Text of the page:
The majority of patients with severe aortic regurgitation (AR) requiring surgery undergo valve replacement. However, some surgical centers have increasing experience in performing aortic valve repair, using a variety of different techniques (Slide 1). Aortic valve (AV) repair by decalcifying stenotic calcific aortic valves was used in the preprosthesis era, but results have been unrewarding and the approach largely discredited. It really took the wide adoption and excellent results of mitral valve repair for mitral regurgitation to prompt interest in repair techniques for aortic insufficiency, not only those involving valve-sparing aortic root reconstruction, but also those relating to the valve cusps. Prolapse can be repaired with triangular resection and re-approximation of cusp tissue (Slide 1A), cusp resuspension, or free-edge cusp plication. For cusp perforation, one option is a simple suture or patch of fresh or glutaraldehyde-fixed autologous pericardium. Rheumatic lesions are clearly more difficult to repair and, in general, these repairs have not been successful over time. However, repair of rheumatic AVs occasionally can be done with incision of the cusp free edge to unroll and thin out the edge possibly combined with cusp extension using autologous pericardium (Slide 1B). Annular dilation can be treated with Dacron strip aortic annuloplasty, circular suture annuloplasty (Slide 1C), commissural plication (Slide 1D), or cusp extension with pericardium (Slide 1B). (For additional information, read Valvular Heart Disease: Surgical Perspectives, by Robert E. Michler, MD, FACC, and Dimitrios C. Angouras, MD, in the American College of Cardiology Self-Assessment Program [ACCSAP] 6.) Among the advantages of AV repair versus replacement: no need for long-term anticoagulation, a low thromboembolic risk, a low endocarditis risk, a hemodynamically efficient valve, and a straightforward reoperation if eventually necessary. The disadvantages are lack of uniform applicability, lack of widespread experience with surgical techniques, and the need for reoperation. A figure is presented. Moreover, all of these approaches remain a surgical challenge and are applicable to only a limited proportion of patients. In general, the 2006 American College of Cardiology/American Heart Association (ACC/AHA) guidelines on managing patients with valvular disease state that AV repair should be considered "only in those surgical centers that have developed the appropriate technical expertise, gained experience in patient selection, and demonstrated outcomes equivalent to those of valve replacement." The indications for valve replacement and repair do not differ. In patients with pure, chronic AR, surgical intervention should be considered only if AR is severe (Slide 2). Patients with only mild AR are not candidates for repair or replacement, and if such patients have symptoms or they have left ventricular dysfunction, then other causes should be considered, such as coronary artery disease, hypertension, or cardiomyopathic processes. If the severity of AR is uncertain after a review of clinical and echocardiographic data, additional information may be needed, such as invasive hemodynamic and angiographic data.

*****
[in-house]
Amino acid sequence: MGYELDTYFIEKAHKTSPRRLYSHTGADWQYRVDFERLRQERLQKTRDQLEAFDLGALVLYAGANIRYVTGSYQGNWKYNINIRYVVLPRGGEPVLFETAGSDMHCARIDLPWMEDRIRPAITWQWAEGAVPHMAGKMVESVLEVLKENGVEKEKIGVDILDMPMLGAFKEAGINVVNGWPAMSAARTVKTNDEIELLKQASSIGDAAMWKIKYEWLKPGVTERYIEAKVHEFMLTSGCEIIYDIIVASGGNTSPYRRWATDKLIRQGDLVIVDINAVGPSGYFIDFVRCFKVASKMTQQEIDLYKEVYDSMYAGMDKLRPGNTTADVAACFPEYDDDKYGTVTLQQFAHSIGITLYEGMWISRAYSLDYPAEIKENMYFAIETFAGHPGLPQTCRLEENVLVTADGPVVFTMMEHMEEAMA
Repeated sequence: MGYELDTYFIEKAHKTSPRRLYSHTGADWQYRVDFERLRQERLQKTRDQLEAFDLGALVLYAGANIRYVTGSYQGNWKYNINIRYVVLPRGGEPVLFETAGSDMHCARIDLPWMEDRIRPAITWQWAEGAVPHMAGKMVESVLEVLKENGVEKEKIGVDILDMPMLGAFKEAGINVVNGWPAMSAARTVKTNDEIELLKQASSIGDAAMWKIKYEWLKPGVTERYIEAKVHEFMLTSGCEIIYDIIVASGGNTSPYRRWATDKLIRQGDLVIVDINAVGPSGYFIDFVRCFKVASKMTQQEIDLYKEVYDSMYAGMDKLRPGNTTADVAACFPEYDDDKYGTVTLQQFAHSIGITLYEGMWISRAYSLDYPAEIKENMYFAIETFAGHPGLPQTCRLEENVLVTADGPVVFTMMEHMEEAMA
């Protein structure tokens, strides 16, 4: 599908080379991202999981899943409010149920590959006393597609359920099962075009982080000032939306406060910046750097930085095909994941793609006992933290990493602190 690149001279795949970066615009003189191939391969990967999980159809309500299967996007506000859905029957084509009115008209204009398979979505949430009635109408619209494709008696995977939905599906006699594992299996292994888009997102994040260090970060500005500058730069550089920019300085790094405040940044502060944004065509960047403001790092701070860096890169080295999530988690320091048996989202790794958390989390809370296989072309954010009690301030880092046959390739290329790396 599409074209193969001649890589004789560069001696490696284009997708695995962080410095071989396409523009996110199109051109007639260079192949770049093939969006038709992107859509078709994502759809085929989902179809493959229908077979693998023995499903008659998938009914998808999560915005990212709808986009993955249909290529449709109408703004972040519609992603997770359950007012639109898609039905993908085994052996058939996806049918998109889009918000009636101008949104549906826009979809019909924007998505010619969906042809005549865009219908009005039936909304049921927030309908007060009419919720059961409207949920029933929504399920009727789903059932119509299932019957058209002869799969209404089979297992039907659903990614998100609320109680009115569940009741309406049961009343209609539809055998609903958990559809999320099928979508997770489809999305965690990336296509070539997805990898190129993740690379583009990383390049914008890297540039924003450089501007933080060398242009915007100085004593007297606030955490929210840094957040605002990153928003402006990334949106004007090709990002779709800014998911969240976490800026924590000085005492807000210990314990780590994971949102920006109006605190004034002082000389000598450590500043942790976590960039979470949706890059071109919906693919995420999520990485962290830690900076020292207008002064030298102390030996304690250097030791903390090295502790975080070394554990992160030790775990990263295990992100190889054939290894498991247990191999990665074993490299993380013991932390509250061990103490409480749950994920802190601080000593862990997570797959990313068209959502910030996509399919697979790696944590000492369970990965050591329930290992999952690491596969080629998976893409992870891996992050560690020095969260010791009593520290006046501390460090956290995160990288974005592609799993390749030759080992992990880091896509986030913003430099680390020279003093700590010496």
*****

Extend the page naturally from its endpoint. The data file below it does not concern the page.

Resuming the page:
|Original language||English (US)|
|Number of pages||4|
|Journal||ACC Cardiosource Review Journal|
|State||Published - Oct 1 2006|
ASJC Scopus subject areas
- Cardiology and Cardiovascular Medicine